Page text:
Photo of Unborn Baby's Hand Continues to Change Hearts and Lives
"It was the earliest human interaction ever recorded," Clancy told NRL News. "It proved that the child at 21 weeks in utero is a reactive human being."
When he took the photo in August 1999, Clancy was a freelance photographer filming the fetal surgery procedure for USA Today. Unborn baby Samuel Armas had been diagnosed with spina bifida and hydrocephalus, which occur when the spinal column fails to fuse properly, leaving a lesion (or opening) that is highly susceptible to infection. Dr. Joseph Bruner and his team at Vanderbilt University were operating to close the lesion.
After the incision was made in mother Julie Armas's abdomen, her uterus was removed and laid on her thighs. An opening was made in the uterus, and the surgeons were supposed to operate on Samuel without any part of his body emerging from inside.
However, as Clancy eloquently describes on his web site, http://www.michaelclancy.com/, "out of the corner of my eye I saw the uterus shake, but no one's hands were near it. It was shaking from within. Suddenly, an entire arm thrust out of the opening, then pulled back until just a little hand was showing.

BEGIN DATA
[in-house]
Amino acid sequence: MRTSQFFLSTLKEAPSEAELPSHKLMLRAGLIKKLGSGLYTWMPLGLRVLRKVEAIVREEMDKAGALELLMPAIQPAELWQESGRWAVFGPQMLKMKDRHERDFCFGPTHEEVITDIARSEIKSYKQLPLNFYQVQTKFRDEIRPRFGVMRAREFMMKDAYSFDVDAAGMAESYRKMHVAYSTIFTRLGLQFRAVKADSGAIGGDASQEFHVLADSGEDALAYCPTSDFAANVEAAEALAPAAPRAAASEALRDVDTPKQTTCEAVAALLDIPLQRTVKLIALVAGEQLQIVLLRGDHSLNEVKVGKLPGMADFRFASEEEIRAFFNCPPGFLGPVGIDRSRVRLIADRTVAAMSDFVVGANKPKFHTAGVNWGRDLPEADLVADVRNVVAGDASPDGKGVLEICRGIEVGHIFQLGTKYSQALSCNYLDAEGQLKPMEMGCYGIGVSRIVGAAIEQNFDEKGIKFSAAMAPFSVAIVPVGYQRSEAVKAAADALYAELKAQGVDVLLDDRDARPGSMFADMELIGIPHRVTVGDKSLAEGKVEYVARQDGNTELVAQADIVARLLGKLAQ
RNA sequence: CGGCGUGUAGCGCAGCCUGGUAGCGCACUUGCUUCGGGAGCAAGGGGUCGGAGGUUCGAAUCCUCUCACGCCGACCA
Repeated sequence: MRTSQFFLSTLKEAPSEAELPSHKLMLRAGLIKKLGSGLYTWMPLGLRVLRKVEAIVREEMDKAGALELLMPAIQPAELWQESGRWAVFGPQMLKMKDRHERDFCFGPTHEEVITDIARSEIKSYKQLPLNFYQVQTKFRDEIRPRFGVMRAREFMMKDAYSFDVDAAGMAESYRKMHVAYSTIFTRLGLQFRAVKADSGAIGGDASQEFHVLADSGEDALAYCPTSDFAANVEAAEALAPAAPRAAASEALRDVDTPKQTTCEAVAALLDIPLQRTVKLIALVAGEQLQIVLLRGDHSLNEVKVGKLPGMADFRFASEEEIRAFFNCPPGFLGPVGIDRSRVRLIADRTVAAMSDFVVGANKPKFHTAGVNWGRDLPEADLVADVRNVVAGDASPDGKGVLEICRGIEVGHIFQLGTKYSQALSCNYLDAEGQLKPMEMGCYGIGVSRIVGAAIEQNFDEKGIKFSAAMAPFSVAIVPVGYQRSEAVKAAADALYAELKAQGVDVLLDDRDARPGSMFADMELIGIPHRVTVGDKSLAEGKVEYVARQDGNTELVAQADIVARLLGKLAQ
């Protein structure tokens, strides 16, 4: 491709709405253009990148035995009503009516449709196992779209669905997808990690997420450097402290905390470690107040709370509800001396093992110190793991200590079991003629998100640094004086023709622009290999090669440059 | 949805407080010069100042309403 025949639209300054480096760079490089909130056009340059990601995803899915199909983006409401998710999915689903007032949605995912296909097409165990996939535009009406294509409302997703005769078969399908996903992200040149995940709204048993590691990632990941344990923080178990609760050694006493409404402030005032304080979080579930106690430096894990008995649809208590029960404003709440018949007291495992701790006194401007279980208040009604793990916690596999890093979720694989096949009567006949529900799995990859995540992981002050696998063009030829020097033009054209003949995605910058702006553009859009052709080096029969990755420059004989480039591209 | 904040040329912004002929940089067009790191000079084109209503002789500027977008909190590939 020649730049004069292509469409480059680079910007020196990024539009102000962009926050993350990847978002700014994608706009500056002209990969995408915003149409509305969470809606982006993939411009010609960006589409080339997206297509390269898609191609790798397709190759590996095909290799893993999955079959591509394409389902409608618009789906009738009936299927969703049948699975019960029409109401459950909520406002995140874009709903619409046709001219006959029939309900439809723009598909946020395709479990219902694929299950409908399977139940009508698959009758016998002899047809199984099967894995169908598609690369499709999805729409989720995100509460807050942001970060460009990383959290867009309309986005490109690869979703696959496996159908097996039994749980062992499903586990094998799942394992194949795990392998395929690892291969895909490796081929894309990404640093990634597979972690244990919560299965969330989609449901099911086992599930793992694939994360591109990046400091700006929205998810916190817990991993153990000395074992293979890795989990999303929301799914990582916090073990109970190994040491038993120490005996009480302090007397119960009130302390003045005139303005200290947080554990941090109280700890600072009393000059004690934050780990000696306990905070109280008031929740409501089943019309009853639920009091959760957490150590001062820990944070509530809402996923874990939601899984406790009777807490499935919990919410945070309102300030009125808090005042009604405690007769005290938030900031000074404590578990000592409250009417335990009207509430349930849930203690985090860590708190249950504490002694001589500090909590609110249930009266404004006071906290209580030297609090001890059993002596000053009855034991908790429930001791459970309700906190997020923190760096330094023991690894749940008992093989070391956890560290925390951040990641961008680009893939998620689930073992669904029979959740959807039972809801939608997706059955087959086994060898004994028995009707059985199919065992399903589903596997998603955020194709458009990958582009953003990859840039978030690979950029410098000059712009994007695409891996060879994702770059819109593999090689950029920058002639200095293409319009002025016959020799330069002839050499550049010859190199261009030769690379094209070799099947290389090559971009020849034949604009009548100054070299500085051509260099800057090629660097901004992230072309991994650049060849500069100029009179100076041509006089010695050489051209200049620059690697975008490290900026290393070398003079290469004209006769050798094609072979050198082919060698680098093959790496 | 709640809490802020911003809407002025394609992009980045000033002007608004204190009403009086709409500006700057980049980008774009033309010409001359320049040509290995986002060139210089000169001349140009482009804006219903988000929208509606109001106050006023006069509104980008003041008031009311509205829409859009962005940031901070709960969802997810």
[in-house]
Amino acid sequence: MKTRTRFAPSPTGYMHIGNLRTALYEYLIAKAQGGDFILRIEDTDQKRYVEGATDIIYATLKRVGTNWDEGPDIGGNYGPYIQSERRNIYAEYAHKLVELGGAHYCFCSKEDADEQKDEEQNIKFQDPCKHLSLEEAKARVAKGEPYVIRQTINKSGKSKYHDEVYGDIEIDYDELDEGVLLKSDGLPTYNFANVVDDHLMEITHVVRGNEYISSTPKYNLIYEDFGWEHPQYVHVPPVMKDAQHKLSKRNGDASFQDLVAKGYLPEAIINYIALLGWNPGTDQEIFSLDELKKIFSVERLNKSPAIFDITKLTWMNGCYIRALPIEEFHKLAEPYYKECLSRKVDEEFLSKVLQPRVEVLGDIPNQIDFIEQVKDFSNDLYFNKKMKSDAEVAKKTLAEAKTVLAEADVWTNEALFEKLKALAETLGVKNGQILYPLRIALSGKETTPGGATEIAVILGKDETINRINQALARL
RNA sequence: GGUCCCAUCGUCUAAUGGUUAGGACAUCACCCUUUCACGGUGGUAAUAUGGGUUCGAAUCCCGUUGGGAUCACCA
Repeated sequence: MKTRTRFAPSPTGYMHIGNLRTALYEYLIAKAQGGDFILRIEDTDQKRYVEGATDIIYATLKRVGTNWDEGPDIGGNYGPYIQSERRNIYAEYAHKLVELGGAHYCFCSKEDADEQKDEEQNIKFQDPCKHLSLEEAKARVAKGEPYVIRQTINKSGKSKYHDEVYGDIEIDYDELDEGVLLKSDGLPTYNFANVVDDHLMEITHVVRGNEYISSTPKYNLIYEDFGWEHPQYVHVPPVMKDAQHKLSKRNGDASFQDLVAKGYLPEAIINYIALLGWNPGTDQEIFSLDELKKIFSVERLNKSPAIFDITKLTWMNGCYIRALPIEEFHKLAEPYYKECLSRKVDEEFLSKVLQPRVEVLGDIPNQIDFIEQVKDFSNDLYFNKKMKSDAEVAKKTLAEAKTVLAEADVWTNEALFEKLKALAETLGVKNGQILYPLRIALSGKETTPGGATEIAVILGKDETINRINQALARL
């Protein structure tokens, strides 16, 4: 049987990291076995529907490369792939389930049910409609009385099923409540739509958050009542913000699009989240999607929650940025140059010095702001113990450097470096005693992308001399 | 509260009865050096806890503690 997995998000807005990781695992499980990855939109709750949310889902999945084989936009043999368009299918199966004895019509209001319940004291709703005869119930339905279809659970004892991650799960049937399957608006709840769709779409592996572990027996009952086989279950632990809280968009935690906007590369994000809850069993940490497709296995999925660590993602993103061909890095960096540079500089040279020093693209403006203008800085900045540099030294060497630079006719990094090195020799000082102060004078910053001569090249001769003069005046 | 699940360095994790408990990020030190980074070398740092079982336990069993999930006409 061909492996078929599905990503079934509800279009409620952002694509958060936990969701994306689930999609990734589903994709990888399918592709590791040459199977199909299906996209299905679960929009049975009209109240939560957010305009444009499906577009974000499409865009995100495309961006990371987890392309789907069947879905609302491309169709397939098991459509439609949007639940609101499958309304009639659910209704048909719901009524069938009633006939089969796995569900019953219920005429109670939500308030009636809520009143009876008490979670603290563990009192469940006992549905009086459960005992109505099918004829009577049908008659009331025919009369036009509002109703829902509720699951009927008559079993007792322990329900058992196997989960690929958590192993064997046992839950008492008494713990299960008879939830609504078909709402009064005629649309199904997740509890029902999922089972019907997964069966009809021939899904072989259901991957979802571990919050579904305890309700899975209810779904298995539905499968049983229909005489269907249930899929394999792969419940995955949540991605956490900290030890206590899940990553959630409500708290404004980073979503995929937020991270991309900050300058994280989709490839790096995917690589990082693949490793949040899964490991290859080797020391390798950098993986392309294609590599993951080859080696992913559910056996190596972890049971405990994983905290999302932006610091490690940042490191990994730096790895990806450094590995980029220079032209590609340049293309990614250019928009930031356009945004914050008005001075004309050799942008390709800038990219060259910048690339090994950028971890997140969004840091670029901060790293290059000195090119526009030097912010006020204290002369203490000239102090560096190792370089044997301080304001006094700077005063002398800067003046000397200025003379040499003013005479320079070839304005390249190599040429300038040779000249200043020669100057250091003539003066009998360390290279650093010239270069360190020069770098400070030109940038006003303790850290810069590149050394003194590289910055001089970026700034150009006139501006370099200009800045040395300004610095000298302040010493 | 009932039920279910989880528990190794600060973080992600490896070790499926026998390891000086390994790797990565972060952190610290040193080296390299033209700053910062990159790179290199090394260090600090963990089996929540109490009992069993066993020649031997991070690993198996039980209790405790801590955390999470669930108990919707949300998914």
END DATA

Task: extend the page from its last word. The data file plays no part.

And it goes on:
"The doctor reached over and lifted the hand, which reacted and squeezed the doctor's finger. As if testing for strength, the doctor shook the tiny fist. Samuel held firm. I took the picture! Wow! It happened so fast that the nurse standing next to me asked, 'What happened?' 'The child reached out,' I said. 'Oh. They do that all the time,' she responded."
And yet we are aborting babies at 21 weeks, some babies for "fetal abnormalties" less serious than Samuel's, some perfectly healthy. Some choice.